HUNTERIAN MUSEUM, ROYAL COLLEGE OF SURGEONS, LONDON
The Museum was founded by the pioneer of scientific surgery, John Hunter (d.1793).It has been part of the Royal College of Surgeons in Lincolns Inn Fields since the early 19th century.The Museum was rebuilt behind the 19th C façade after WWII bomb damage.
Working hand in hand with the exhibition specialists Ronayne Design, JBA radically transformed the 1950’s interior whilst increasing the exhibition area and facilities. The 3,000 glass jars containing Hunter's original anatomical preparations are housed in a dynamic central atrium of all-glass cases rising through the full height of the 2-storey space.Entrance portals at the four sides allow free visitor circulation. Decorative cast iron balustrades salvaged from the pre-war museum guard the balconies.The 6-metre high structure is topped by a graceful handkerchief vault in fibrous plaster, a reminder of the original museum designed by the younger George Dance.
Around the Crystal Gallery are a further totalling 725 sq m, of display showcases. There is a separate gallery for temporary exhibitions, and a study room featuring a microscope workbench and its own rich array of exhibits in showcases and pull-out drawers.The cases throughout the museum are lit by fibre-optics, some 5,000 individual light sources driven by over 100 light projectors.These and a completely new air conditioning system are concealed within the structure of the Crystal Gallery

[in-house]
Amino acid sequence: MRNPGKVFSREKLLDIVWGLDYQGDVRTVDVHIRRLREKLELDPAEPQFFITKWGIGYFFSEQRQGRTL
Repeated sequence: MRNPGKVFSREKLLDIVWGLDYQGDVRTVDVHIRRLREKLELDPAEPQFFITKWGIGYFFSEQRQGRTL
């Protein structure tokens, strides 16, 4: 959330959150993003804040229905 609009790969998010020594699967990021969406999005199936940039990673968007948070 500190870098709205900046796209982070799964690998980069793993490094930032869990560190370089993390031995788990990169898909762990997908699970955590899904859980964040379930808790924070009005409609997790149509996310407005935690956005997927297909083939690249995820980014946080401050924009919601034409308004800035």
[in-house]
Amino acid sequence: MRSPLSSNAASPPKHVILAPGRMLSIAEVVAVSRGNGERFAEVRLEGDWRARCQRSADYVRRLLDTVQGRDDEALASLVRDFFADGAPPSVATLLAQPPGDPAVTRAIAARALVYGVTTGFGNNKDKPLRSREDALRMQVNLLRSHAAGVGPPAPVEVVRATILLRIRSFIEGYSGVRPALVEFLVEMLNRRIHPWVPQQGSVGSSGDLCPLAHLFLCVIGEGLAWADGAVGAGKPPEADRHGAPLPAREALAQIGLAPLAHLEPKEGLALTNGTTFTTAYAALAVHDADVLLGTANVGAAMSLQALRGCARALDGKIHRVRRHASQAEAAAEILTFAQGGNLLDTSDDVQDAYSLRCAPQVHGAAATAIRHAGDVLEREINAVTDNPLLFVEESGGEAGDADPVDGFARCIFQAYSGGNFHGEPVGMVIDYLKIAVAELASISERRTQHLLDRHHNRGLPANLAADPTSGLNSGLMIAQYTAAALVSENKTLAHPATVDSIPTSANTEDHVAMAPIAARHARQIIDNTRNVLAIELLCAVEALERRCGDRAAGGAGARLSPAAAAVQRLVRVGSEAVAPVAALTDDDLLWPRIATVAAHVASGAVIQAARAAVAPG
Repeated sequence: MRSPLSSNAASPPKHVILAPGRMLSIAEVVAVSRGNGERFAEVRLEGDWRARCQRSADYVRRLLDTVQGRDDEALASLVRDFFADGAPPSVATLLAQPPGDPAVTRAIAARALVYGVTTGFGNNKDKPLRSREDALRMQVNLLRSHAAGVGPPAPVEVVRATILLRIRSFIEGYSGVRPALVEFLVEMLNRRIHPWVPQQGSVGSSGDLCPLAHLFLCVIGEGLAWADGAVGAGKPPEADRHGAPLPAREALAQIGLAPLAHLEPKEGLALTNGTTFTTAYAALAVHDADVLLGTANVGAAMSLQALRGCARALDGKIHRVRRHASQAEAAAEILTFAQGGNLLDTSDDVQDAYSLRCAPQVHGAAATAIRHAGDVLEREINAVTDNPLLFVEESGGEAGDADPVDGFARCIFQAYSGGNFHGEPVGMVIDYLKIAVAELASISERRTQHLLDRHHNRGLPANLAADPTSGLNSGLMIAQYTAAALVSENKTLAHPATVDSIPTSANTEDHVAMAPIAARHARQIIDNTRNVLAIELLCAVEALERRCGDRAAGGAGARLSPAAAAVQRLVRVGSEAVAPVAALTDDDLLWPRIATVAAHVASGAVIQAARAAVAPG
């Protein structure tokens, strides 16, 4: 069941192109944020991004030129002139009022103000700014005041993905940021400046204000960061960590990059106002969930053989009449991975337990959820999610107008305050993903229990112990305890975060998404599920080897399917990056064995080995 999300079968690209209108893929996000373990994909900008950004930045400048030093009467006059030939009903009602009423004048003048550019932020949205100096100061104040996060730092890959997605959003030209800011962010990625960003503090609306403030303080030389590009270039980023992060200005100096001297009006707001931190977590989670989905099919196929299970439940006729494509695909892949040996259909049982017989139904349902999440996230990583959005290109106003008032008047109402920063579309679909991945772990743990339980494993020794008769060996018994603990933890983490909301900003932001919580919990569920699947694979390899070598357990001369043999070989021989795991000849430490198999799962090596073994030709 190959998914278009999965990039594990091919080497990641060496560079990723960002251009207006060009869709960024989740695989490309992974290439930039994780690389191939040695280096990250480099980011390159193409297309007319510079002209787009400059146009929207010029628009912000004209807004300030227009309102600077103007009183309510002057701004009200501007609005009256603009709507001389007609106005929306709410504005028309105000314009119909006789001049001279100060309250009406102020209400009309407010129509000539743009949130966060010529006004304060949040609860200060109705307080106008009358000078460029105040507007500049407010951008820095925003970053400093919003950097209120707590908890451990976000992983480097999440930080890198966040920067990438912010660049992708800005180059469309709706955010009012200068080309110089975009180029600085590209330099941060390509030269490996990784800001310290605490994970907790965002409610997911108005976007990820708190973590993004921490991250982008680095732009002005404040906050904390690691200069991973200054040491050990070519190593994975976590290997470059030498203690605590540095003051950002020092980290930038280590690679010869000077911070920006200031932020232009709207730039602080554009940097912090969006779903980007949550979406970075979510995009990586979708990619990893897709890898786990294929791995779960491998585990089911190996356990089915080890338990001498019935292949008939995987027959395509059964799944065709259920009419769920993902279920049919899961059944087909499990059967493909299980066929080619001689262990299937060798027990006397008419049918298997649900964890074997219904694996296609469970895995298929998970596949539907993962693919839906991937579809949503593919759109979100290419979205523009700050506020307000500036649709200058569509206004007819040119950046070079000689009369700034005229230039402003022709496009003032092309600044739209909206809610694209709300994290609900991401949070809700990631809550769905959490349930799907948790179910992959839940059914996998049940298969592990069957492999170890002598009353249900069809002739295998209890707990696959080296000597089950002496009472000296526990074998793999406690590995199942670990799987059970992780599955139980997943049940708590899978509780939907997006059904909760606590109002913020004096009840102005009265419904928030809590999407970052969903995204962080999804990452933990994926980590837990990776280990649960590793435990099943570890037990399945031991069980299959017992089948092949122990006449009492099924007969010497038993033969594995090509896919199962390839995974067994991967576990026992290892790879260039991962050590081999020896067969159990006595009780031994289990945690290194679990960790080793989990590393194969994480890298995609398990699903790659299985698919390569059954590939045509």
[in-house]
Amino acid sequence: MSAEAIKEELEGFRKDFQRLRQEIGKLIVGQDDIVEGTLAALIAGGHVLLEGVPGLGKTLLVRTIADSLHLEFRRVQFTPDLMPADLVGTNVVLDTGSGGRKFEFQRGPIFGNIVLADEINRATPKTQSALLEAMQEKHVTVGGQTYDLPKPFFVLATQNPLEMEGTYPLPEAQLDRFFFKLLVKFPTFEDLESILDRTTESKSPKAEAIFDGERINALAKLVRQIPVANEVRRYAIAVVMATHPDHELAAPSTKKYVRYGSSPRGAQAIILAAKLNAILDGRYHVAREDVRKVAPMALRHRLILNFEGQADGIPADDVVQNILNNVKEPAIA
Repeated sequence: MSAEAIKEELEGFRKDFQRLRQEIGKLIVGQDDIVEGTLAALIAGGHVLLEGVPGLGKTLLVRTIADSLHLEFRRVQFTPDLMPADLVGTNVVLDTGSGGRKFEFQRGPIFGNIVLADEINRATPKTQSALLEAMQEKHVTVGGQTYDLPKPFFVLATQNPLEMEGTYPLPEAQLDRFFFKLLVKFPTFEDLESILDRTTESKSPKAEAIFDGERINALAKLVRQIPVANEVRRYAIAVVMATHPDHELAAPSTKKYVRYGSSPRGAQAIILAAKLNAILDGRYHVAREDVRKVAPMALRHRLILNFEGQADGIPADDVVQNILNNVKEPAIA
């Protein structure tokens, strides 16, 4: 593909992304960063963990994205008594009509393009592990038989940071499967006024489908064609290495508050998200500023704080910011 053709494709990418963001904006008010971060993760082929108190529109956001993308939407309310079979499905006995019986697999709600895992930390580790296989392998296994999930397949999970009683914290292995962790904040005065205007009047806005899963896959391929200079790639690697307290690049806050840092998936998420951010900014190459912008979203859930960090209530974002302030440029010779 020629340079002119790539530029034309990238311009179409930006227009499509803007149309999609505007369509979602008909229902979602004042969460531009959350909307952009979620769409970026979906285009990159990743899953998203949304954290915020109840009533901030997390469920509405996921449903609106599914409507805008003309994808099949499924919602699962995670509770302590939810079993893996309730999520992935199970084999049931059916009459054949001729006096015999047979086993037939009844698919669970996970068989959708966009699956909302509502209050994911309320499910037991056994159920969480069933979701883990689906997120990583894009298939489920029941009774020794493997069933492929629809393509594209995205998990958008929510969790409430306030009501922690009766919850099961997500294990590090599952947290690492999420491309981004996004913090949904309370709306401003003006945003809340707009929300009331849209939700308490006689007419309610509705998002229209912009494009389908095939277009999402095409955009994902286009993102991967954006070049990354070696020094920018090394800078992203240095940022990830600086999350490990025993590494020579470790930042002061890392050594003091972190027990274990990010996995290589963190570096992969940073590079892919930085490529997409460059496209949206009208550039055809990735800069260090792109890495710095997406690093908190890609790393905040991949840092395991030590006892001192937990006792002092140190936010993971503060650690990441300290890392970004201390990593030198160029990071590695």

The design involved the close collaboration of many consultants and specialists – architects, engineers, cost consultants, case designers, lighting specialists, case manufacturers, graphic designers etc.The main contractor, Beck Interiors, successfully coordinated all the various trades, dealing with fine joinery and data cabling; demolition, steelwork and reinforced concrete; plumbing, air conditioning, decoration and metalwork; graphics, Perspex-forming, carpeting and french polishing.
After much carefully considered design work and diligent craftsmanship this complex refurbishment was completed in February 2005 with the aid of the Heritage Lottery Find and the Welcome Foundation .